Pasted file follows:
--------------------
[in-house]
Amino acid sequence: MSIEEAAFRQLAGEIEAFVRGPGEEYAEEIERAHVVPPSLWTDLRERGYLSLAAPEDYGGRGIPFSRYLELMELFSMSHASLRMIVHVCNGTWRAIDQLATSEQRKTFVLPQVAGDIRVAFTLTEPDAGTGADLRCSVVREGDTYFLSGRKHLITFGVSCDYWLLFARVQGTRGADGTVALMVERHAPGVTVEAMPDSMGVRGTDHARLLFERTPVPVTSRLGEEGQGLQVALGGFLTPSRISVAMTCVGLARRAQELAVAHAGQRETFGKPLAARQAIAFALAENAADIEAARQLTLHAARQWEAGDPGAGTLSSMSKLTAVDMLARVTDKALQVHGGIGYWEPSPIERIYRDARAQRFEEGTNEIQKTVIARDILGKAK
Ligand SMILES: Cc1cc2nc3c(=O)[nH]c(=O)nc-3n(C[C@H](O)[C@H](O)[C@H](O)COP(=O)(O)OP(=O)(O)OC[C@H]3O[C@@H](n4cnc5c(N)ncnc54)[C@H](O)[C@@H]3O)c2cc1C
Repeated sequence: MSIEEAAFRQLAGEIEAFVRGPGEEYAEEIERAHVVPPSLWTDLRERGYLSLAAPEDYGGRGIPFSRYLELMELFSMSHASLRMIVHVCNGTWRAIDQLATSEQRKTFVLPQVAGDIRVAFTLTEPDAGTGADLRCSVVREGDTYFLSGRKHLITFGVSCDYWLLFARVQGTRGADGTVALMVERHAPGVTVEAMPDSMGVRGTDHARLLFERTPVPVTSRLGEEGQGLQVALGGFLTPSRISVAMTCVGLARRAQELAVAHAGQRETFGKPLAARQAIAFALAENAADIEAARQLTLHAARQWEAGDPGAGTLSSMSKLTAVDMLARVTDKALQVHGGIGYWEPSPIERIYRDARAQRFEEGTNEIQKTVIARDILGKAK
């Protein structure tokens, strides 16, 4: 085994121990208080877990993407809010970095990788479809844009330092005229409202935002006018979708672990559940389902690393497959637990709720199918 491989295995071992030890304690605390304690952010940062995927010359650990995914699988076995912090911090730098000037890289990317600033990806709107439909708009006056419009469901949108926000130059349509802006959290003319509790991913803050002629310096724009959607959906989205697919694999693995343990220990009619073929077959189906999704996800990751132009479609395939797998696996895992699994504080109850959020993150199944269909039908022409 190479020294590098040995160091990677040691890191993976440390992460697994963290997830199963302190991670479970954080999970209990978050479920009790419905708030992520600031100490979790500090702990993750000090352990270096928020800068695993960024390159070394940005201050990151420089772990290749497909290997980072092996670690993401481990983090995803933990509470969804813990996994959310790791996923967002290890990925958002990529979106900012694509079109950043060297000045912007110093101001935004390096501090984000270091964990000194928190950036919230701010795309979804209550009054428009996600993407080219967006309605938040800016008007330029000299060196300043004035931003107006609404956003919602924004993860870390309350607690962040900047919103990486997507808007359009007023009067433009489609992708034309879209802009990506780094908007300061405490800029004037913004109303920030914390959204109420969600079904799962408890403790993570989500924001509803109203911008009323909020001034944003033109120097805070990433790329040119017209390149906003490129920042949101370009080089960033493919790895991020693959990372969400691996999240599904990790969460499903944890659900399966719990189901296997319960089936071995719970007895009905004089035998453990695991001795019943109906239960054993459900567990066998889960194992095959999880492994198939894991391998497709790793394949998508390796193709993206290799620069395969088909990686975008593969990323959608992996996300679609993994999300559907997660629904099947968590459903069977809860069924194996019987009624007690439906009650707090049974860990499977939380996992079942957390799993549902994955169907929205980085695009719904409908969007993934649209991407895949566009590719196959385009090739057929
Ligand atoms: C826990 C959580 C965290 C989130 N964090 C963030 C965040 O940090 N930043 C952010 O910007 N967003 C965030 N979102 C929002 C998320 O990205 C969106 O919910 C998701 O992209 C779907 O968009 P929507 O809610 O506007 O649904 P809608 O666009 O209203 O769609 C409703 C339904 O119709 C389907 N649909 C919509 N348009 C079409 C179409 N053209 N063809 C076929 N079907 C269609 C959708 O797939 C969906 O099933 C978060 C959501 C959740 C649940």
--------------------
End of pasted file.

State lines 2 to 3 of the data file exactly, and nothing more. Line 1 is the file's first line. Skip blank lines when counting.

Amino acid sequence: MSIEEAAFRQLAGEIEAFVRGPGEEYAEEIERAHVVPPSLWTDLRERGYLSLAAPEDYGGRGIPFSRYLELMELFSMSHASLRMIVHVCNGTWRAIDQLATSEQRKTFVLPQVAGDIRVAFTLTEPDAGTGADLRCSVVREGDTYFLSGRKHLITFGVSCDYWLLFARVQGTRGADGTVALMVERHAPGVTVEAMPDSMGVRGTDHARLLFERTPVPVTSRLGEEGQGLQVALGGFLTPSRISVAMTCVGLARRAQELAVAHAGQRETFGKPLAARQAIAFALAENAADIEAARQLTLHAARQWEAGDPGAGTLSSMSKLTAVDMLARVTDKALQVHGGIGYWEPSPIERIYRDARAQRFEEGTNEIQKTVIARDILGKAK
Ligand SMILES: Cc1cc2nc3c(=O)[nH]c(=O)nc-3n(C[C@H](O)[C@H](O)[C@H](O)COP(=O)(O)OP(=O)(O)OC[C@H]3O[C@@H](n4cnc5c(N)ncnc54)[C@H](O)[C@@H]3O)c2cc1C